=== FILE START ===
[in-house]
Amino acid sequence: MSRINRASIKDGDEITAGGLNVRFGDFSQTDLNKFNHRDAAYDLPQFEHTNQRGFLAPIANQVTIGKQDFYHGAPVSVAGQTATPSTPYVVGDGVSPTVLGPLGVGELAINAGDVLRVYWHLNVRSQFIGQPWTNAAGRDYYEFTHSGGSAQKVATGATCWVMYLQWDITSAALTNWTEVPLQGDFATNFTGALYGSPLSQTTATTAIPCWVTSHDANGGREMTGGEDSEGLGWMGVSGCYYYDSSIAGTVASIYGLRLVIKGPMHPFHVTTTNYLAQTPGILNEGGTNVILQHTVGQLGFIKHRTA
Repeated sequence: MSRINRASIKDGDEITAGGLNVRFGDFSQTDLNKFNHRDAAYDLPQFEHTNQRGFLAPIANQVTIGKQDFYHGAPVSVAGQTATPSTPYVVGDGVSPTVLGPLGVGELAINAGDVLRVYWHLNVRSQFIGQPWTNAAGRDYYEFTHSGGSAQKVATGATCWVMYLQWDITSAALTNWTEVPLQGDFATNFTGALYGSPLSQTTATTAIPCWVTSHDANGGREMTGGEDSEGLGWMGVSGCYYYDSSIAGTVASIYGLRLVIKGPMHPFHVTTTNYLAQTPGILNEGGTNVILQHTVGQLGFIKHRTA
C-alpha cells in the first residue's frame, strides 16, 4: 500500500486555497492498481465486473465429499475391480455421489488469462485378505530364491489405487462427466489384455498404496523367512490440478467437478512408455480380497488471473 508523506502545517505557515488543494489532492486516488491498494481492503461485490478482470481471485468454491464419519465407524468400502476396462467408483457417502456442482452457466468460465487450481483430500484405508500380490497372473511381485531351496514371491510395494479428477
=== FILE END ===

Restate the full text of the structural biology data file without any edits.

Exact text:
[in-house]
Amino acid sequence: MSRINRASIKDGDEITAGGLNVRFGDFSQTDLNKFNHRDAAYDLPQFEHTNQRGFLAPIANQVTIGKQDFYHGAPVSVAGQTATPSTPYVVGDGVSPTVLGPLGVGELAINAGDVLRVYWHLNVRSQFIGQPWTNAAGRDYYEFTHSGGSAQKVATGATCWVMYLQWDITSAALTNWTEVPLQGDFATNFTGALYGSPLSQTTATTAIPCWVTSHDANGGREMTGGEDSEGLGWMGVSGCYYYDSSIAGTVASIYGLRLVIKGPMHPFHVTTTNYLAQTPGILNEGGTNVILQHTVGQLGFIKHRTA
Repeated sequence: MSRINRASIKDGDEITAGGLNVRFGDFSQTDLNKFNHRDAAYDLPQFEHTNQRGFLAPIANQVTIGKQDFYHGAPVSVAGQTATPSTPYVVGDGVSPTVLGPLGVGELAINAGDVLRVYWHLNVRSQFIGQPWTNAAGRDYYEFTHSGGSAQKVATGATCWVMYLQWDITSAALTNWTEVPLQGDFATNFTGALYGSPLSQTTATTAIPCWVTSHDANGGREMTGGEDSEGLGWMGVSGCYYYDSSIAGTVASIYGLRLVIKGPMHPFHVTTTNYLAQTPGILNEGGTNVILQHTVGQLGFIKHRTA
C-alpha cells in the first residue's frame, strides 16, 4: 500500500486555497492498481465486473465429499475391480455421489488469462485378505530364491489405487462427466489384455498404496523367512490440478467437478512408455480380497488471473 508523506502545517505557515488543494489532492486516488491498494481492503461485490478482470481471485468454491464419519465407524468400502476396462467408483457417502456442482452457466468460465487450481483430500484405508500380490497372473511381485531351496514371491510395494479428477